A record number of migratory sharks and rays were listed for global protection at the CMS COP11, held in Quito, Ecuador in 2014. But, what comes next?
The porbeagle (Lamna nasus) is a medium-sized species of lamnid shark, typically reaching 2.5 meters in length. It is closely related to the salmon shark, its north Pacific ecological equivalent and sister species, and similarly built - with a powerful, stout and fusiform-shaped body, pointed snout, large crescent-shaped caudal fin and strongly keeled caudle peduncle. These adaptations, along with its endothermic physiology and elevated metabolism, facilitate the porbeagle in its highly active and fast-swimming lifestyle. Together with the salmon shark, the porbeagle has the highest capacity for elevating its body temperature among sharks, capable of maintaining core temperatures 10°C warmer than that of the surrounding water. The colouration of the shark is countershaded, with a medium to dark grey dorsal area and a white or light grey underside.
The porbeagle occupies a wide distribution across temperate and cold-temperate waters, typically residing in water temperatures of between 1°C - 18°C. It is both oceanic and coastal, and can be found across the entire epipelagic and mesopelagic water columns (0 - 1,000 meters). Their distribution is amphitemperate and split among the North Atlantic and Southern hemisphere populations; the North Atlantic population occurs predominantly in a band between 30°N - 70°N while the Southern hemisphere populations occur circumglobally between 30°S - 50°S. In the North Pacific, its niche is assumed by the closely related salmon shark.
The porbeagle segregates by size (age) and sex, and local populations tend to be sexually disproportionate. Populations off the coast of Scotland have females outnumbering males four to three while males outnumber females two to one in coastal Spanish populations. Seasonal migrations have been observed in porbeagles from both hemispheres, with extensive migrations of up to 1,500 kilometers being recorded between Newfoundland, Canada and Massachusetts, USA, migrations of over 2000 kilometers being recorded across the Northeast Atlantic from the United Kingdom to Norway, Denmark and Spain, and a migration of over 4,000 kilometers being recorded for one individual from Ireland to Canada - suggesting that mixing does occasionally occur between Northeast and Northwest populations. Little is known about Southern hemisphere migration patterns for porbeagles, other than that they are distinct and separate from the Northern hemisphere populations.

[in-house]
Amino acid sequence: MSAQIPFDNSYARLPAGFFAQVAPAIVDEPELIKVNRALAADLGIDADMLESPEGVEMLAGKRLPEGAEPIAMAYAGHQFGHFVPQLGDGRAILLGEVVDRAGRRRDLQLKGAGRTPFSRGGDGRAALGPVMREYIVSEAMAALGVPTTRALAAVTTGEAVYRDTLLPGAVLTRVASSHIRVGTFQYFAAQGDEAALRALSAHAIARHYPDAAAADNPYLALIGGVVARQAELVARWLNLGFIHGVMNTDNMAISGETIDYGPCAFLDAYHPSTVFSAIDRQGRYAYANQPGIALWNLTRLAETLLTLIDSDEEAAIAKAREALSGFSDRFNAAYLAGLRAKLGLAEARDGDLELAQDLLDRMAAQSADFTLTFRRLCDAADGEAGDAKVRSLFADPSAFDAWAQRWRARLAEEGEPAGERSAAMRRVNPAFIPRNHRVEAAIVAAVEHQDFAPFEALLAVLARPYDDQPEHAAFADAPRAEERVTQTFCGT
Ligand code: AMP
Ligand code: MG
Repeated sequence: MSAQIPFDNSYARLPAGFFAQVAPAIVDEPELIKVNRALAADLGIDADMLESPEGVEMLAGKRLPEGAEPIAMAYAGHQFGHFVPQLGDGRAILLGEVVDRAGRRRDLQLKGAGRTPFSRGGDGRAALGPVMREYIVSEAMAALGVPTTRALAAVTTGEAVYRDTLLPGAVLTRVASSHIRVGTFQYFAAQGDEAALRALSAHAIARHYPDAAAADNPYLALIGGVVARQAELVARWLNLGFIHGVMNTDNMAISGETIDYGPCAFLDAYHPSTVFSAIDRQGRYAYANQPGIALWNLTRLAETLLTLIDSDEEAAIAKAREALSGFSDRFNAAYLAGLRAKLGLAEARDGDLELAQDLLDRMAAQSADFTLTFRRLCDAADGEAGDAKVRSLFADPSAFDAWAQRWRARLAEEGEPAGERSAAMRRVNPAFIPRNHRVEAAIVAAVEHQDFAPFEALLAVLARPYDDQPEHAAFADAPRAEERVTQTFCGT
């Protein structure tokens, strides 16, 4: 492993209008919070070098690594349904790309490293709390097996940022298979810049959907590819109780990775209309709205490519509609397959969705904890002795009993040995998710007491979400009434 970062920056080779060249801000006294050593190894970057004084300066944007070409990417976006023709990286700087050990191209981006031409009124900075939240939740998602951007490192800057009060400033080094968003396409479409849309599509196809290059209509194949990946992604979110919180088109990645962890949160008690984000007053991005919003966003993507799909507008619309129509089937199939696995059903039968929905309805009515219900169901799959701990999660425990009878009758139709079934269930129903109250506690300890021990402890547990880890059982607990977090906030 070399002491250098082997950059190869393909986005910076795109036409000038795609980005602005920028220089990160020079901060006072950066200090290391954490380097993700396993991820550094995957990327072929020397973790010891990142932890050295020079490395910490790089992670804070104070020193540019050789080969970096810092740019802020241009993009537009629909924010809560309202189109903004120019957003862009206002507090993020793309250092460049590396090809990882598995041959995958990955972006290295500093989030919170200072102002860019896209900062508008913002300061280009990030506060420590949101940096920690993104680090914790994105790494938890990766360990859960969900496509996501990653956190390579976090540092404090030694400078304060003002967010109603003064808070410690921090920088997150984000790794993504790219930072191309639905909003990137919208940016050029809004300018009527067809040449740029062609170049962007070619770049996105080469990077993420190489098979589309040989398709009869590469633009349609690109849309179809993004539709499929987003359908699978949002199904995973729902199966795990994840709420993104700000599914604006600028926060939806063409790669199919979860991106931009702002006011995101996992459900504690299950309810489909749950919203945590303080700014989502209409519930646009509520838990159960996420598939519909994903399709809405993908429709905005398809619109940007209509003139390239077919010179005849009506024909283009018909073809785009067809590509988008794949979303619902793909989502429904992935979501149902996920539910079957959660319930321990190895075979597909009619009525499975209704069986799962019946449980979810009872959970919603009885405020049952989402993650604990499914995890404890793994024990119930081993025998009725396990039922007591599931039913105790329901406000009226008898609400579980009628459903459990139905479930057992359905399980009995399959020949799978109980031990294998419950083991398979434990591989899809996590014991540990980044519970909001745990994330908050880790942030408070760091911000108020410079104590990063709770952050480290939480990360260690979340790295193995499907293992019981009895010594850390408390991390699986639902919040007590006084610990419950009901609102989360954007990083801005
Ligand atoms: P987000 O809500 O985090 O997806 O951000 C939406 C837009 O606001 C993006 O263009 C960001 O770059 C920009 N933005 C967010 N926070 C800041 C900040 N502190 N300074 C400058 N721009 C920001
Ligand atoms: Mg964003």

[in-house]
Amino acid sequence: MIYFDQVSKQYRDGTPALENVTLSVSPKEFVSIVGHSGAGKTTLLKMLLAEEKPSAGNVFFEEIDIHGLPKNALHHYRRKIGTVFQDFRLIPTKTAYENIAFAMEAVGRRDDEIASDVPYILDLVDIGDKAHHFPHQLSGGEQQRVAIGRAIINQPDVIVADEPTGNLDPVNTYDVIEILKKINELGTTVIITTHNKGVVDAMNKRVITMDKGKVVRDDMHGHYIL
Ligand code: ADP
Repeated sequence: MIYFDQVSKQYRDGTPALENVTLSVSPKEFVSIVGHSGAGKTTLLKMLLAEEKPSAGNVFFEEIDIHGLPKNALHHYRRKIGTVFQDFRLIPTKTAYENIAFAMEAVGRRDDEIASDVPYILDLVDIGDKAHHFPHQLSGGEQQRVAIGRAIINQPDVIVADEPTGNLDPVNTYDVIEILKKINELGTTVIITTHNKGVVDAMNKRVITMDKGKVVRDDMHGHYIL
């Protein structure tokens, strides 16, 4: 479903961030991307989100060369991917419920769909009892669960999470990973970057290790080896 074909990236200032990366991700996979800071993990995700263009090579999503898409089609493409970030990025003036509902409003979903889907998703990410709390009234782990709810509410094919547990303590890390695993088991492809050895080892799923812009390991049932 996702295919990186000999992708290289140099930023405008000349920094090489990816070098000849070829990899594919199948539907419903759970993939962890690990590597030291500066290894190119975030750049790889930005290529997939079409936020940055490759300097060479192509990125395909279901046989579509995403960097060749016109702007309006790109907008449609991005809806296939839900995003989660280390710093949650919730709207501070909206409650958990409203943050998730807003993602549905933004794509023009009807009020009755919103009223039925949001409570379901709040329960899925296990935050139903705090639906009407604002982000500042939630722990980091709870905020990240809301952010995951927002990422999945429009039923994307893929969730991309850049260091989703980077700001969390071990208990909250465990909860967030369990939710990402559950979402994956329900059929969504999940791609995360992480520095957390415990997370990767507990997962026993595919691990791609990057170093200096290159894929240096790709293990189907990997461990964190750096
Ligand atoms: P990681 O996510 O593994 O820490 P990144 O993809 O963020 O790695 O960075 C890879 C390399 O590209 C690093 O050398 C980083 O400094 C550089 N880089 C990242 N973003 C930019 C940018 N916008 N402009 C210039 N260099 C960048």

The porbeagle is a late maturing and lowly reproductive species. Mature females are believed to reproduce yearly with typical litter sizes of four, and have a gestation period of around eight to nine months (porbeagles are aplacental viviparous). Following birth, both sexes grow at similar rates until the onset of maturation, which in females occur at an age of 12 - 18 years and in males around an age of 6 - 11 years. The late maturation rate, low fecundity and the high value of its meat and fins have contributed to heavy declines in porbeagle numbers. The sharp collapse of porbeagle stocks in the North Atlantic is a typical example of the “boom and bust” pattern of most shark fisheries, and reflective of its susceptibility and vulnerability to overfishing and exploitation. The IUCN has assessed the porbeagle as Endangered in the Northwest Atlantic, Critically Endangered in the Northeast Atlantic and Mediterranean, and Vulnerable elsewhere. It is currently listed on Annex I of UNCLOS, Annex I of the CMS Migratory Shark Memorandum of Understanding and Appendix II of CMS.
|CMS Instruments||CMS, Sharks (2010)|
|IUCN Status||Critically endangered|
|Date of entry in Appendix II||2008|
|Countries||Albania, Albania, Algeria, Algeria, Antarctica, Argentina, Argentina, Australia, Australia, Belgium, Belgium, Bosnia and Herzegovina, Bosnia and Herzegovina, Brazil, Brazil, Cabo Verde, Cabo Verde, Canada, Canada, Chile, Chile, Croatia, Croatia, Cyprus, Cyprus, Denmark, Denmark, Egypt, Egypt, Finland, Finland, France, France, Germany, Germany, Greece, Greece, Guinea, Iceland, Iceland, Ireland, Ireland, Israel, Israel, Italy, Italy, Lebanon, Lebanon, Libya, Libya, Malta, Malta, Monaco, Monaco, Montenegro, Morocco, Morocco, Namibia, Netherlands, Netherlands, New Zealand, New Zealand, Norway, Norway, Portugal, Portugal, Russian Federation, Serbia, Slovenia, Slovenia, South Africa, South Africa, Spain, Spain, Sudan, Sweden, Sweden, Syrian Arab Republic, Syrian Arab Republic, Tunisia, Tunisia, Turkey, Turkey, United Kingdom, United States of America, United States of America, Uruguay, Uruguay|
|Spanish||Marrajo sardinero, cailón marrajo, moka, pinocho|
|Scientific name||Lamna nasus|
|Standard reference||Eschmeyer, W.N. (1990). Catalogue of the Genera of Recent Fishes. California Academy of Sciences, San Francisco, California.|
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|Additional notes||Cites listing: Appendix II|